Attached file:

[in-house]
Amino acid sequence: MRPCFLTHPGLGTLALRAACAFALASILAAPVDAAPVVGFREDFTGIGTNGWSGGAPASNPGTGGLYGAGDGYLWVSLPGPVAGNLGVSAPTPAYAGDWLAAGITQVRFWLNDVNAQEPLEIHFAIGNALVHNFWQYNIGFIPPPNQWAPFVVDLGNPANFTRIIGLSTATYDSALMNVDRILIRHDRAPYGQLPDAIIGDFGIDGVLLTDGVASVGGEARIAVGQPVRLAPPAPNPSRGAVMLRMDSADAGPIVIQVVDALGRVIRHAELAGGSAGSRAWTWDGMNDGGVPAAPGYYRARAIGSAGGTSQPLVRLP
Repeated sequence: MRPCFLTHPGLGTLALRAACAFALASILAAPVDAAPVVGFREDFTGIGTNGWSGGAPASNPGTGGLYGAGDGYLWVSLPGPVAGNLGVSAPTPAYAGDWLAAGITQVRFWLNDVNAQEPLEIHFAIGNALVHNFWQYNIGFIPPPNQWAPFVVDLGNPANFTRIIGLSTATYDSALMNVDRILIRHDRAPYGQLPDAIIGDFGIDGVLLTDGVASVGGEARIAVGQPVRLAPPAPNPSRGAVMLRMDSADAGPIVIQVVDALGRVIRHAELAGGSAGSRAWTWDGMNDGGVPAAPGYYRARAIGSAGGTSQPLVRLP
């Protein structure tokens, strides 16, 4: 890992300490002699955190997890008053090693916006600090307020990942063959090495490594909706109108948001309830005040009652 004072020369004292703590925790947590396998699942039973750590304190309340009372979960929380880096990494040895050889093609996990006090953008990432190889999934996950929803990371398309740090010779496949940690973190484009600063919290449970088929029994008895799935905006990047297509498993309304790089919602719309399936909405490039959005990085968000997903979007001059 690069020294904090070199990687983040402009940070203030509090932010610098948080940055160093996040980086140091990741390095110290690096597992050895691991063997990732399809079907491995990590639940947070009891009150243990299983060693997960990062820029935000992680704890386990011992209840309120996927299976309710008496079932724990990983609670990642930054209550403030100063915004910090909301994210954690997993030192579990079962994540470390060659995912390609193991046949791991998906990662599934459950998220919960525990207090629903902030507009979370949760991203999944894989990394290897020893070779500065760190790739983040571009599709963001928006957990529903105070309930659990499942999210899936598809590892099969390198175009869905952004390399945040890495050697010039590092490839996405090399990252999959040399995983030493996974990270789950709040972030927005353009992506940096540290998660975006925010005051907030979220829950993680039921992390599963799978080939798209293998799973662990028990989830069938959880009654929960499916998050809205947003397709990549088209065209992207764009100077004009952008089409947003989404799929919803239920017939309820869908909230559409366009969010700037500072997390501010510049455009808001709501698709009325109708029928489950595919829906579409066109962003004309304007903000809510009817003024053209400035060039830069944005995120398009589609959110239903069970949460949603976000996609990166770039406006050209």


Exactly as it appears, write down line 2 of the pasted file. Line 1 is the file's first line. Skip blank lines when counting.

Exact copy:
Amino acid sequence: MRPCFLTHPGLGTLALRAACAFALASILAAPVDAAPVVGFREDFTGIGTNGWSGGAPASNPGTGGLYGAGDGYLWVSLPGPVAGNLGVSAPTPAYAGDWLAAGITQVRFWLNDVNAQEPLEIHFAIGNALVHNFWQYNIGFIPPPNQWAPFVVDLGNPANFTRIIGLSTATYDSALMNVDRILIRHDRAPYGQLPDAIIGDFGIDGVLLTDGVASVGGEARIAVGQPVRLAPPAPNPSRGAVMLRMDSADAGPIVIQVVDALGRVIRHAELAGGSAGSRAWTWDGMNDGGVPAAPGYYRARAIGSAGGTSQPLVRLP